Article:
This week was an odd week because I found myself alone for several days as the male matrimonial unit went to Indianapolis for Gencon. As much as I am totally an introvert and like to be left to my own devices quite often, I hate to be left completely alone. So, within about 5 minutes of getting home from work on the first day, my brain sought out new distractions. Steam is typically great for finding low cost, well made, video games that you often can’t find anywhere else because it has largely become “the place to go” for indy developers. So, I logged on and started poking around to see what I could find that would interest me. After a minute my brain said “I want something puzzle-y”. What I should have done is taken this as a sign of emotional distress from hubby being gone and immediately lie down in bed. I am horrible at puzzle games and the usual result of me trying to play one is getting about 3-5 puzzles in and then cursing for a few hours, giving up and then repeating that pattern for a few days until I give up for good.
Instead of saying, “there must be something wrong with my brain; this is the most horrible idea ever”, I downloaded Cogs. Cogs is a 3d slide puzzle with a steampunk-ish vibe where you slide the tiles around to place gears and steam pipes in the appropriate places to make nifty machines work. The game looks really good for something so simple, the sound effects really go toward giving it that “Steampunk inventor” feel, and the music is simply beautiful. To my surprise, I did not get 5 puzzles or even 10 or 15 puzzles in and have to throw down the gauntlet but at the same time, I would not call cogs an easy game. The puzzles get progressively harder, but the game is really good about introducing elements to you a little at a time. So, for example, by the time you get to a balloon puzzle with 2 different colors of steam and 4 heights of gears on a 3d pyramid shape, you have already seen steam/pipe puzzles, balloon steam puzzles, balloon steam puzzles with different colors of steam, gear puzzles with gears of different heights, puzzles with gears and steam, 3d puzzles and puzzles of different shapes.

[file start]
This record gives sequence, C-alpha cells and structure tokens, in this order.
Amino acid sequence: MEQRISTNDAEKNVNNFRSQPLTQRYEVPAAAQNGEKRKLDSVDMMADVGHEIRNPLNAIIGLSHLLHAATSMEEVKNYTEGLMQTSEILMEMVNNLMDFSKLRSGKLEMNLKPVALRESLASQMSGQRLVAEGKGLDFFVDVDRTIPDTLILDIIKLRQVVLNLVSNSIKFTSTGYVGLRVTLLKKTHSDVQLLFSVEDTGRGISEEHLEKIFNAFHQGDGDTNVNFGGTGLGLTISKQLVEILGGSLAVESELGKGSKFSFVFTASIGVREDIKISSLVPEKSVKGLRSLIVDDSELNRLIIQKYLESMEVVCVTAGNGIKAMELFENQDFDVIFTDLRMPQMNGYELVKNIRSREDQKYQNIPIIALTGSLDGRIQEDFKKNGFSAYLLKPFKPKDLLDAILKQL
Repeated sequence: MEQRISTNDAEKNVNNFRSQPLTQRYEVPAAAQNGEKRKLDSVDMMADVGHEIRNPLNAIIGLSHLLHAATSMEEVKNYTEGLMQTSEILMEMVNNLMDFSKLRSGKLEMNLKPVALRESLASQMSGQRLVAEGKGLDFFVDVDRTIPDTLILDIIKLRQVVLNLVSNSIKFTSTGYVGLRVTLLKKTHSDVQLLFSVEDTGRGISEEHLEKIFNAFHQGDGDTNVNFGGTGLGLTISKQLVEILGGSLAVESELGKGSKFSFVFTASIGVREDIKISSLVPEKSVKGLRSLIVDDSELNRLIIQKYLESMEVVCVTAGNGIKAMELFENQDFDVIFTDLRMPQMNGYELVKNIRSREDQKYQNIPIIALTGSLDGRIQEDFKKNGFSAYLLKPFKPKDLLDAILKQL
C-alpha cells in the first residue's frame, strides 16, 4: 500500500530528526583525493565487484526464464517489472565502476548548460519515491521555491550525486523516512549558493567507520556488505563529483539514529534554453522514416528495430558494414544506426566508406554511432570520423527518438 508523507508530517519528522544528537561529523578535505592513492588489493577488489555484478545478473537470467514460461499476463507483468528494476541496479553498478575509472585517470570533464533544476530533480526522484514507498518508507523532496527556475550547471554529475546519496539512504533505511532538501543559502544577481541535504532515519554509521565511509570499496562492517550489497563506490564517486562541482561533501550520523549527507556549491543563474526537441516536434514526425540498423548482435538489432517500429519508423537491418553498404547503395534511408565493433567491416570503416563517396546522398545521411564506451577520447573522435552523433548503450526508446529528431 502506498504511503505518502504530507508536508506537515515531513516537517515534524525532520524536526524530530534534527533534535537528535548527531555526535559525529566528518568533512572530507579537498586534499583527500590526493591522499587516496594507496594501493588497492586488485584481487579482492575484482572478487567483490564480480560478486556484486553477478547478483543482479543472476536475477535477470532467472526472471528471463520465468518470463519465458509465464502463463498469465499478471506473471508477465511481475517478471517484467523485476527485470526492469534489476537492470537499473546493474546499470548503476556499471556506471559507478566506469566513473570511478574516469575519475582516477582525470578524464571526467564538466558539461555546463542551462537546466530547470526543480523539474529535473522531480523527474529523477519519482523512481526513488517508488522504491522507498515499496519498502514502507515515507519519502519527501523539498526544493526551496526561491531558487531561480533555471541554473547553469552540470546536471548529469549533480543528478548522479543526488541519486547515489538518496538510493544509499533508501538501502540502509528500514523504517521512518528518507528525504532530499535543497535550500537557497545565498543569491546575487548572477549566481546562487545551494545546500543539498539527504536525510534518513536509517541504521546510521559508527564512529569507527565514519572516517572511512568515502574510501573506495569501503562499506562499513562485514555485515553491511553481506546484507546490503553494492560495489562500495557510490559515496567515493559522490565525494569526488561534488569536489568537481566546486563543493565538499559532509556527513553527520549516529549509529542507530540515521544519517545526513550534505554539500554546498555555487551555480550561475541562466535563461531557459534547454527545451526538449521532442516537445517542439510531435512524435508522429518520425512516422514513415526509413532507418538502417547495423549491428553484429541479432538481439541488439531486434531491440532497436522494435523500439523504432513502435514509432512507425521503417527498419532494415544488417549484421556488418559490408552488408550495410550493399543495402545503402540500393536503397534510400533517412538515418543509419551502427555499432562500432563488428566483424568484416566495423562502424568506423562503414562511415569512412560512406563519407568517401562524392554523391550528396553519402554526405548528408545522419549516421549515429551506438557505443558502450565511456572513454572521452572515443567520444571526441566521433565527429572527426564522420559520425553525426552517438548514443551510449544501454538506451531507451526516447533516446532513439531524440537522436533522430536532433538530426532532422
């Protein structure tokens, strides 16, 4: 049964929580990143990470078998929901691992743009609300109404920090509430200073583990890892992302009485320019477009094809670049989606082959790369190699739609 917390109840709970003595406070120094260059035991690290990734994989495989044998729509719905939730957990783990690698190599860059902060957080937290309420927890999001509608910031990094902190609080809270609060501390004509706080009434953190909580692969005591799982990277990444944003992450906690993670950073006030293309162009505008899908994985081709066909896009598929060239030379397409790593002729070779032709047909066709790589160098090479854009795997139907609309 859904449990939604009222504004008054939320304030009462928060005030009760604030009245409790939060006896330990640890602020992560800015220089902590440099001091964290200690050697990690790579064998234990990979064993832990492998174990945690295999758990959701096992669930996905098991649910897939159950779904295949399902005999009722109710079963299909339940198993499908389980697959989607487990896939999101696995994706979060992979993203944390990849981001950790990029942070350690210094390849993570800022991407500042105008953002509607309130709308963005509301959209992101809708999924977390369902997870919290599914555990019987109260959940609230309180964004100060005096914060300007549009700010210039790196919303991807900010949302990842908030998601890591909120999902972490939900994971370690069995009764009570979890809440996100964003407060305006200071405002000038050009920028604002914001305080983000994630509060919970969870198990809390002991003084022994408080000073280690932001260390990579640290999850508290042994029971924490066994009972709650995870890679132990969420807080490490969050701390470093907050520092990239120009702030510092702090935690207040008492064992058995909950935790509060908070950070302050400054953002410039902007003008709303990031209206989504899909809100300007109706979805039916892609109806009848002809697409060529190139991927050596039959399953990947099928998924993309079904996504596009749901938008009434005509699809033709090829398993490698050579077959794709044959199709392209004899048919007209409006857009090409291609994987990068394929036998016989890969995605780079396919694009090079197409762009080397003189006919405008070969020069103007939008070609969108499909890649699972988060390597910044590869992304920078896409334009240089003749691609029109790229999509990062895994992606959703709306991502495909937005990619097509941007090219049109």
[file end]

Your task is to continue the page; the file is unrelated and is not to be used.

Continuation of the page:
The other great thing about cogs that keeps it playable for me is the unlocking system. In cogs, you do have to unlock higher level puzzles, but instead of only being able to unlock by solving the puzzle immediately previous, the game goes by a “stars” system, which is basically a point system. The game gives you a certain number of stars/points for every puzzle you finish based on how hard the puzzle is, how fast you finished it and how few moves you took. The more stars you have, the more puzzles you unlock. Typically, after the first few puzzles, you have enough stars that you always have a few puzzles ahead unlocked. This means that if you really get stuck, you can skip one. Also, if you really really get stuck, you can go back on previous levels and try to beat your score for more stars. There is even a challenge mode where you do the same puzzles you have already beaten but concentrate on either finishing them in 30 seconds or finishing them in 10 moves, which also gives you stars.
This game is extremely well designed, lots of fun and really cool looking. I keep finding myself coming back to it and enjoying every second despite the increasing amount of time spent yelling “I can see the solution why won’t it slide into place?!” at my computer screen.
Cogs is an extremely enjoyable experience and I would recommend it to anyone with even a fleeting interest in logic or puzzle games. I have a feeling I will be into this one for many weeks to come… but maybe one week soon I can take some time out to be into telling you about the awesome costume I made for play on con!